So, we know that Customer Advocacy can enhance your Content Marketing strategy. However, before diving into planning and creation, keep in mind to avoid some of the most common mistakes when creating your content:
Making it all about you
Look at content marketing through your ideal customers’ eyes, not your own. Your company will already reap the benefits of having proof that your product or service is helping to solve a problem, with the publication of the story. But if the story is centred exclusively around that, how is your customer benefitting from committing their time to help you build it? Instead of asking “What’s in it for us?”, ask “What’s in it for them?” and look for ways to make your customer shine. After all, their smart choice and growth thinking were the catalyzer for success while your role is to support them.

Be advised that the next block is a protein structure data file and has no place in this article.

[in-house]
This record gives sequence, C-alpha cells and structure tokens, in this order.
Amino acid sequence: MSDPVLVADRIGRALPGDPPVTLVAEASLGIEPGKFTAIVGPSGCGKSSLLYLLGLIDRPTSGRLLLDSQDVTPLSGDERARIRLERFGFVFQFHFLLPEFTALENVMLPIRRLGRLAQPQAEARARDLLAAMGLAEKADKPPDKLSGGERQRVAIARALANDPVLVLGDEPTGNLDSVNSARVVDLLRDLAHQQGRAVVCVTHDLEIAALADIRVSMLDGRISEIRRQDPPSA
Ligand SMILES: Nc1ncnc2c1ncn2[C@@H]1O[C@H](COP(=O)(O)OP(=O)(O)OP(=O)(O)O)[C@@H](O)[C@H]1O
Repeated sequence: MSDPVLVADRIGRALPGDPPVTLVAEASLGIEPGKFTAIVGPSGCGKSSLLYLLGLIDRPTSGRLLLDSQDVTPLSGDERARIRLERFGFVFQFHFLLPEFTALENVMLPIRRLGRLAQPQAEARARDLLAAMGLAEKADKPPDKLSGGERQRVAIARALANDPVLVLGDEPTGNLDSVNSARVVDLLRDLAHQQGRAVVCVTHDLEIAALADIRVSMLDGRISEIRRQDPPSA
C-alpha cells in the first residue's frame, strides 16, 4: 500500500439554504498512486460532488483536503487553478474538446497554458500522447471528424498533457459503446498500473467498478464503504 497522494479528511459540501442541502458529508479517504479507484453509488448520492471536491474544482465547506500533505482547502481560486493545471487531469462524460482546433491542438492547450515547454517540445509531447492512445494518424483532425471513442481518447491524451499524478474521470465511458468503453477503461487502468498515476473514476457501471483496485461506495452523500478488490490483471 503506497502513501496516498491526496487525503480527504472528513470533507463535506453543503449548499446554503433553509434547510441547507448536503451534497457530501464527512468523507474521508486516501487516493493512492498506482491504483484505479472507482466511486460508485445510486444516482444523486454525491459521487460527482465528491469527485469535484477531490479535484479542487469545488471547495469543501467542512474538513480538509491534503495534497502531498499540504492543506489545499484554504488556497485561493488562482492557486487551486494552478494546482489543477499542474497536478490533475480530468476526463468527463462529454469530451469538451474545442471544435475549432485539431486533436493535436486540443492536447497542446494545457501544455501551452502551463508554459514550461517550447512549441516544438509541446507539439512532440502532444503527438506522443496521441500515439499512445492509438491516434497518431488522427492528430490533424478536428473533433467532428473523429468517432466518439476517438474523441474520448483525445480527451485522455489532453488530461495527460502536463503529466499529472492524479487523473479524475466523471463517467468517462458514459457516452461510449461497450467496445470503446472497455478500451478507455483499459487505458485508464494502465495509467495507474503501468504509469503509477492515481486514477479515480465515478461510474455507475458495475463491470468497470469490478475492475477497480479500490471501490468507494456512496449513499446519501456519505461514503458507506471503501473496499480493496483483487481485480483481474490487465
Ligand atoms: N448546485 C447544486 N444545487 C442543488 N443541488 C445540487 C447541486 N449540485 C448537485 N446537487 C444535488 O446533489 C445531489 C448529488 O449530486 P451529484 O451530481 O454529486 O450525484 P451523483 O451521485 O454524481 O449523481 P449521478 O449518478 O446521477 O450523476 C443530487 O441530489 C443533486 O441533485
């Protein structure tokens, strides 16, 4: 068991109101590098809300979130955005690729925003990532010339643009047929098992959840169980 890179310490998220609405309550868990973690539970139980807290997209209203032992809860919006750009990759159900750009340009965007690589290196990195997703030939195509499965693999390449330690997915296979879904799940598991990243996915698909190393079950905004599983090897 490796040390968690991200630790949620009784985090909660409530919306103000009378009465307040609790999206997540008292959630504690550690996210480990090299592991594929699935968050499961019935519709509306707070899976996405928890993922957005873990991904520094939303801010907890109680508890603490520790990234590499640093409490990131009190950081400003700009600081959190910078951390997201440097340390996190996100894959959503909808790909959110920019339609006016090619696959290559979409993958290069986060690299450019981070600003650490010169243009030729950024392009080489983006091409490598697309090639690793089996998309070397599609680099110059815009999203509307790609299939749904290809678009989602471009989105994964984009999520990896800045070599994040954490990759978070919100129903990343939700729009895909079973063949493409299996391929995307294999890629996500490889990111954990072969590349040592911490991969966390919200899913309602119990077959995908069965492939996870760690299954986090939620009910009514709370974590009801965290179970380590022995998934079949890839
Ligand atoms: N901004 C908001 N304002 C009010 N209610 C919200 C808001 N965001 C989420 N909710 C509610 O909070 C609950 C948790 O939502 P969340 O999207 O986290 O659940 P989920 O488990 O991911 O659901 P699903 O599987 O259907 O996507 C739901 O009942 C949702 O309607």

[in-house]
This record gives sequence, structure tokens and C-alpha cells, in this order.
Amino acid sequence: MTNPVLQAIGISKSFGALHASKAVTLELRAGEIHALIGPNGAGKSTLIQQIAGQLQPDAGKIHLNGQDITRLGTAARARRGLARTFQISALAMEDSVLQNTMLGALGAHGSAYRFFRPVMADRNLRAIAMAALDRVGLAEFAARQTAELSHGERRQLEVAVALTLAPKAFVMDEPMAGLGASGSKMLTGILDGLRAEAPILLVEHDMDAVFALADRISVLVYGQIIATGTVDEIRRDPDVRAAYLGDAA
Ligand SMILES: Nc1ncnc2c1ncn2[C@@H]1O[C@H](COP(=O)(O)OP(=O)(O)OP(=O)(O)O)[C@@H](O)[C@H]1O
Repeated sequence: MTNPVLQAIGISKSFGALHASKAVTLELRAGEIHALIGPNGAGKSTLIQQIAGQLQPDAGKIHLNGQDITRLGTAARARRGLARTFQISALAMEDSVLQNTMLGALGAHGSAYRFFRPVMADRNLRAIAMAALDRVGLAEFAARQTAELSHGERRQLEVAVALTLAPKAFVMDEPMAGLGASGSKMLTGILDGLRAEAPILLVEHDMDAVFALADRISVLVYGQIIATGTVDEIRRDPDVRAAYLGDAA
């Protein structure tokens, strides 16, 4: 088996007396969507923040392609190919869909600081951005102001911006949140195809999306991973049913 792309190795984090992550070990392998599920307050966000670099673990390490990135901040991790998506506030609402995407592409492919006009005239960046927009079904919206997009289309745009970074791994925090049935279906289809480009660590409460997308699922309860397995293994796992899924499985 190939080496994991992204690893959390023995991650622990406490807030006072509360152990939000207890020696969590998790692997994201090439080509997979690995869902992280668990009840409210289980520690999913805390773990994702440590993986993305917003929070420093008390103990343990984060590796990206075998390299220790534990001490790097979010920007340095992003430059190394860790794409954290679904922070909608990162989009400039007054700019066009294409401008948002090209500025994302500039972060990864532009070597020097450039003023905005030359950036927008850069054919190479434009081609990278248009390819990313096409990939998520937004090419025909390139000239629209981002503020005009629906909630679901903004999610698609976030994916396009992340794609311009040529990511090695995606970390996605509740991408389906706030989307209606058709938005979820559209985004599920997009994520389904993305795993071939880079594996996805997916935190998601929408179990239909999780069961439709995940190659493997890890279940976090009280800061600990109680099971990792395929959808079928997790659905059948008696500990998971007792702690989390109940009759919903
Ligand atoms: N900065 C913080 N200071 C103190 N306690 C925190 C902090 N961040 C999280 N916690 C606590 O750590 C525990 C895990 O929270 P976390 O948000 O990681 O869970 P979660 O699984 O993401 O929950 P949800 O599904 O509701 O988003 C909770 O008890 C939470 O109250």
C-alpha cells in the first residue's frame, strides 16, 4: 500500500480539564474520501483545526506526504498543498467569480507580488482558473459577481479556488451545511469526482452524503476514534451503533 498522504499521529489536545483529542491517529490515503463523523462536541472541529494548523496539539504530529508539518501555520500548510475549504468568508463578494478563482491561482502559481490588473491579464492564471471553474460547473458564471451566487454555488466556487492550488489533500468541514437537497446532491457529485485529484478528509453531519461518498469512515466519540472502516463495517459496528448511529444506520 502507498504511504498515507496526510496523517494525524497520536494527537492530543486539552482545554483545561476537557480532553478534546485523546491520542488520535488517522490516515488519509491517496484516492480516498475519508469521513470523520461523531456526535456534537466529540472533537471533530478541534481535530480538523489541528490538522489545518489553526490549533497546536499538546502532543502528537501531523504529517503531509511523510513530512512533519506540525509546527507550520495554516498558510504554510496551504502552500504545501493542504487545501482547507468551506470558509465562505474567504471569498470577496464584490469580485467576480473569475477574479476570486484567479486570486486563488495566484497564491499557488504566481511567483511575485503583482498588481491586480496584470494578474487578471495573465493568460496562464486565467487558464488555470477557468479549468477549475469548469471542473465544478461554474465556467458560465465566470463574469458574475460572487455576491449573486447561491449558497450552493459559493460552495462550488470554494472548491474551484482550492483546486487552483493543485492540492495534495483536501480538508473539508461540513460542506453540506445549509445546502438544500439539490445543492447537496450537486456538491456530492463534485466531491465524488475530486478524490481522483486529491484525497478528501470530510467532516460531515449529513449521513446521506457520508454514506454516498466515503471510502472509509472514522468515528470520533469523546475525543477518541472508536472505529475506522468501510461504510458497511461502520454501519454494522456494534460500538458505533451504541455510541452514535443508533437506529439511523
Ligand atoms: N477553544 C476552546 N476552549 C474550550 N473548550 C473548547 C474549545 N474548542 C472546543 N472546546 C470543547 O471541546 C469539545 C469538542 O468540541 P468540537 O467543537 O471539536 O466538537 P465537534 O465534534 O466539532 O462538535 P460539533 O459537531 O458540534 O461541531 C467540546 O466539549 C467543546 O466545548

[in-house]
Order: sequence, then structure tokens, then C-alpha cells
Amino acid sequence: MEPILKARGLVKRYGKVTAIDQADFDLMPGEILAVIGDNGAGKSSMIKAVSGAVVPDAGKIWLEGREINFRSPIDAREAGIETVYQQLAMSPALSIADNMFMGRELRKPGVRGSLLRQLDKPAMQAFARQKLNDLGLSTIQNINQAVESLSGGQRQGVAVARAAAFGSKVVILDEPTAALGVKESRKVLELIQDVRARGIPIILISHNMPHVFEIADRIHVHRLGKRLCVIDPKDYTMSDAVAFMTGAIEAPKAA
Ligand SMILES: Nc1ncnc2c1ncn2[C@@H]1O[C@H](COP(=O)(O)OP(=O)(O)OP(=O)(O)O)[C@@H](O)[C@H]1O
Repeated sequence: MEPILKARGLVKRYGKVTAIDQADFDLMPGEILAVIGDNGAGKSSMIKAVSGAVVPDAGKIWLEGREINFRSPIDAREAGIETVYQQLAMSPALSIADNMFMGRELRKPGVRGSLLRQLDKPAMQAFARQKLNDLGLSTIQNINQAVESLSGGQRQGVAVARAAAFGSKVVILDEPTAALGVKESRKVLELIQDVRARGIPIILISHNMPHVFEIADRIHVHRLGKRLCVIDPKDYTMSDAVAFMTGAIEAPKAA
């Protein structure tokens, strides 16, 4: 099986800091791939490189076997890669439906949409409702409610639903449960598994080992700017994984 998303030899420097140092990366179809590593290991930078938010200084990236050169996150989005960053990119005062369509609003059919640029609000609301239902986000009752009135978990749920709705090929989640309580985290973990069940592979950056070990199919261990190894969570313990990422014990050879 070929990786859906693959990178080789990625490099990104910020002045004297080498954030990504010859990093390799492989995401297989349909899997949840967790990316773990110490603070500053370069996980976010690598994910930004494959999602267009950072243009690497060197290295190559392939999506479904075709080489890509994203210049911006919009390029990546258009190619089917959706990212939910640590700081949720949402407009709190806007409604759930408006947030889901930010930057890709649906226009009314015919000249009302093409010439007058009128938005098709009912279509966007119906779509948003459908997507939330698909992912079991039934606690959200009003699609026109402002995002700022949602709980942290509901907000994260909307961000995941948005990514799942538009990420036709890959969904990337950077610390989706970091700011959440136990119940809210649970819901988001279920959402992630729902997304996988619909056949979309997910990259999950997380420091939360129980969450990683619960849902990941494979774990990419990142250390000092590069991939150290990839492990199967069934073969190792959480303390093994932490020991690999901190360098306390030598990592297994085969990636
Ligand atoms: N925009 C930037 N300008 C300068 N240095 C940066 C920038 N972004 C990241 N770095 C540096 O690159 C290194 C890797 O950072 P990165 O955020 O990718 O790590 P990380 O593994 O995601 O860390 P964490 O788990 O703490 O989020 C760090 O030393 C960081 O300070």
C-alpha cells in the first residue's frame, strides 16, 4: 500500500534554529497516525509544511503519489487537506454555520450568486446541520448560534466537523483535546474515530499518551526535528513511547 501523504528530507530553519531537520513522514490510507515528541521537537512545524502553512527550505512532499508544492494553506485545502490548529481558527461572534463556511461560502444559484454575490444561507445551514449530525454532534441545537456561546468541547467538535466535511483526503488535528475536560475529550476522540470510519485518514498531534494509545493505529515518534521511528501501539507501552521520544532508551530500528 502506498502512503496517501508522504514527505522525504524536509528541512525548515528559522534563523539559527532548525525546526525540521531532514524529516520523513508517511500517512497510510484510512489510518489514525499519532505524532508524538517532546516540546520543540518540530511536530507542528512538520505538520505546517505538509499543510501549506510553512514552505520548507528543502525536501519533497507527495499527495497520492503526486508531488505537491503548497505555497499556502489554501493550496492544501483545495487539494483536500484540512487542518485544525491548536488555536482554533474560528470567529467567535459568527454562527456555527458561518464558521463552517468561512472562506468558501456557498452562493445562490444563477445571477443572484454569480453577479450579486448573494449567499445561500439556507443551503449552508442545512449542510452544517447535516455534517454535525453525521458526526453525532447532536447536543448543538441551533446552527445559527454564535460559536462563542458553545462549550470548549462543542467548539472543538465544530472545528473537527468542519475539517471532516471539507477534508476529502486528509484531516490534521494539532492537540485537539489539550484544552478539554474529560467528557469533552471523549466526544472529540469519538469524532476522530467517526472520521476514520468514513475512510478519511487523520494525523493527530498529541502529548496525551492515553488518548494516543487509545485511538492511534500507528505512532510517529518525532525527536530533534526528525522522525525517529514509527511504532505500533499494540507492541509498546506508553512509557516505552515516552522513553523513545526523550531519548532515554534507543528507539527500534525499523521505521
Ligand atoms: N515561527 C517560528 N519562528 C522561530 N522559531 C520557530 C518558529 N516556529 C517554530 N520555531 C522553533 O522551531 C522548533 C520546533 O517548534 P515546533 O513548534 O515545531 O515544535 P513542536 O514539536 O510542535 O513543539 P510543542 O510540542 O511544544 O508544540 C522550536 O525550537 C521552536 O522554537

Some organizations create their content, post it, and then forget about it. This creates outdated, irrelevant, or conflicting advocacy content, not to even mention the missed opportunities to further engage your customers in other advocacy activities. Make sure you constantly check whether the customers featured in the content are still using the solutions — you may have the potential to update a great story and give audiences valuable information. Let the customers get involved in bringing updates to their stories by involving them in supporting advocacy activities for an even better promotion and to fortify your relationship.
Picking the wrong advocates
An advocate with a questionable Internet presence or one who directly conflicts with your brand’s beliefs may not be someone you want to promote your business. Instead, you want advocates who truly believe in your brand and it’s important that they align with your business’s values and voice.
Sticking to the same formula
If you want to keep your audience hooked, you need to give them reasons to keep coming back to your brand. Varying the types of content you post – videos, written stories, infographics, etc. – will keep your visitors from getting bored, and give you an opportunity to see what performs best.
Inspiring customer stories do not come from a transactional process anymore, but rather from cultivating a holistic approach that puts the spotlight on the customer and brings nurturing elements into the mix.